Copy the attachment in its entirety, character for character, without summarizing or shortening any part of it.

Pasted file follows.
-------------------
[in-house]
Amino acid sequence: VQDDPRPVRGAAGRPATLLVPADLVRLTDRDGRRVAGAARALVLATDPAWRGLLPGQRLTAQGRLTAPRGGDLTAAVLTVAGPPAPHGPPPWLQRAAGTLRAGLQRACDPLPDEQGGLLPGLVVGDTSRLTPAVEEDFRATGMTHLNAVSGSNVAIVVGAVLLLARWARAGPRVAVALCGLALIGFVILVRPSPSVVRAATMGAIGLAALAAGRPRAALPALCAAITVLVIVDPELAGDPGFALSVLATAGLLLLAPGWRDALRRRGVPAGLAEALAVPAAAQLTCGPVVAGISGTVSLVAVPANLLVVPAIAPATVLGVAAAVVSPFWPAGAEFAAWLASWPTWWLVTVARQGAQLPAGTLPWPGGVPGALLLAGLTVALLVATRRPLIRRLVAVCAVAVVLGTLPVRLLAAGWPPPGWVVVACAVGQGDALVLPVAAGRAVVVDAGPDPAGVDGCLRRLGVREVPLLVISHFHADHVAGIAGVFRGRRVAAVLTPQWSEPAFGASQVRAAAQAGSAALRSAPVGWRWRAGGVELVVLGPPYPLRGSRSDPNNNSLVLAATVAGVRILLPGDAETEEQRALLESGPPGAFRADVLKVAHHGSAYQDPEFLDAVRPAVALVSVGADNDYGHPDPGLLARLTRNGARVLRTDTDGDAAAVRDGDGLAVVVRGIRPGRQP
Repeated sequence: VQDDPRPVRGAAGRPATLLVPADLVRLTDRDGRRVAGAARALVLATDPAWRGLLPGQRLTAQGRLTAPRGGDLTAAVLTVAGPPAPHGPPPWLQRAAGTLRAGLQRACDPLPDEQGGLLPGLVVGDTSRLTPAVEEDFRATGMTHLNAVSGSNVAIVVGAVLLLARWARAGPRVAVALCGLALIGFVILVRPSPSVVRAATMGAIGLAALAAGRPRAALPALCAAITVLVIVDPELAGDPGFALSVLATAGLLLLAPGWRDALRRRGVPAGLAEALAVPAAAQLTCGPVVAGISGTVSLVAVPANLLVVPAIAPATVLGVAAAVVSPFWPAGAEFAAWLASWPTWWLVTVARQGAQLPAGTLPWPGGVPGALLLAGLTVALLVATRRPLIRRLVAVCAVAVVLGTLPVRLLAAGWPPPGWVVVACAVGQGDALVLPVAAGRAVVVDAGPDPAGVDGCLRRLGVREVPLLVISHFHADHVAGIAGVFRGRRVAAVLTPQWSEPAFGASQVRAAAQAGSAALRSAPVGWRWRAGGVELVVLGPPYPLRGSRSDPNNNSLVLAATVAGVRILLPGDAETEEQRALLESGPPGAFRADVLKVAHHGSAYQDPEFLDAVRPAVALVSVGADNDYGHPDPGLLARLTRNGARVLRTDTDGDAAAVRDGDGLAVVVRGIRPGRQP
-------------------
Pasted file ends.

[in-house]
Amino acid sequence: VQDDPRPVRGAAGRPATLLVPADLVRLTDRDGRRVAGAARALVLATDPAWRGLLPGQRLTAQGRLTAPRGGDLTAAVLTVAGPPAPHGPPPWLQRAAGTLRAGLQRACDPLPDEQGGLLPGLVVGDTSRLTPAVEEDFRATGMTHLNAVSGSNVAIVVGAVLLLARWARAGPRVAVALCGLALIGFVILVRPSPSVVRAATMGAIGLAALAAGRPRAALPALCAAITVLVIVDPELAGDPGFALSVLATAGLLLLAPGWRDALRRRGVPAGLAEALAVPAAAQLTCGPVVAGISGTVSLVAVPANLLVVPAIAPATVLGVAAAVVSPFWPAGAEFAAWLASWPTWWLVTVARQGAQLPAGTLPWPGGVPGALLLAGLTVALLVATRRPLIRRLVAVCAVAVVLGTLPVRLLAAGWPPPGWVVVACAVGQGDALVLPVAAGRAVVVDAGPDPAGVDGCLRRLGVREVPLLVISHFHADHVAGIAGVFRGRRVAAVLTPQWSEPAFGASQVRAAAQAGSAALRSAPVGWRWRAGGVELVVLGPPYPLRGSRSDPNNNSLVLAATVAGVRILLPGDAETEEQRALLESGPPGAFRADVLKVAHHGSAYQDPEFLDAVRPAVALVSVGADNDYGHPDPGLLARLTRNGARVLRTDTDGDAAAVRDGDGLAVVVRGIRPGRQP
Repeated sequence: VQDDPRPVRGAAGRPATLLVPADLVRLTDRDGRRVAGAARALVLATDPAWRGLLPGQRLTAQGRLTAPRGGDLTAAVLTVAGPPAPHGPPPWLQRAAGTLRAGLQRACDPLPDEQGGLLPGLVVGDTSRLTPAVEEDFRATGMTHLNAVSGSNVAIVVGAVLLLARWARAGPRVAVALCGLALIGFVILVRPSPSVVRAATMGAIGLAALAAGRPRAALPALCAAITVLVIVDPELAGDPGFALSVLATAGLLLLAPGWRDALRRRGVPAGLAEALAVPAAAQLTCGPVVAGISGTVSLVAVPANLLVVPAIAPATVLGVAAAVVSPFWPAGAEFAAWLASWPTWWLVTVARQGAQLPAGTLPWPGGVPGALLLAGLTVALLVATRRPLIRRLVAVCAVAVVLGTLPVRLLAAGWPPPGWVVVACAVGQGDALVLPVAAGRAVVVDAGPDPAGVDGCLRRLGVREVPLLVISHFHADHVAGIAGVFRGRRVAAVLTPQWSEPAFGASQVRAAAQAGSAALRSAPVGWRWRAGGVELVVLGPPYPLRGSRSDPNNNSLVLAATVAGVRILLPGDAETEEQRALLESGPPGAFRADVLKVAHHGSAYQDPEFLDAVRPAVALVSVGADNDYGHPDPGLLARLTRNGARVLRTDTDGDAAAVRDGDGLAVVVRGIRPGRQP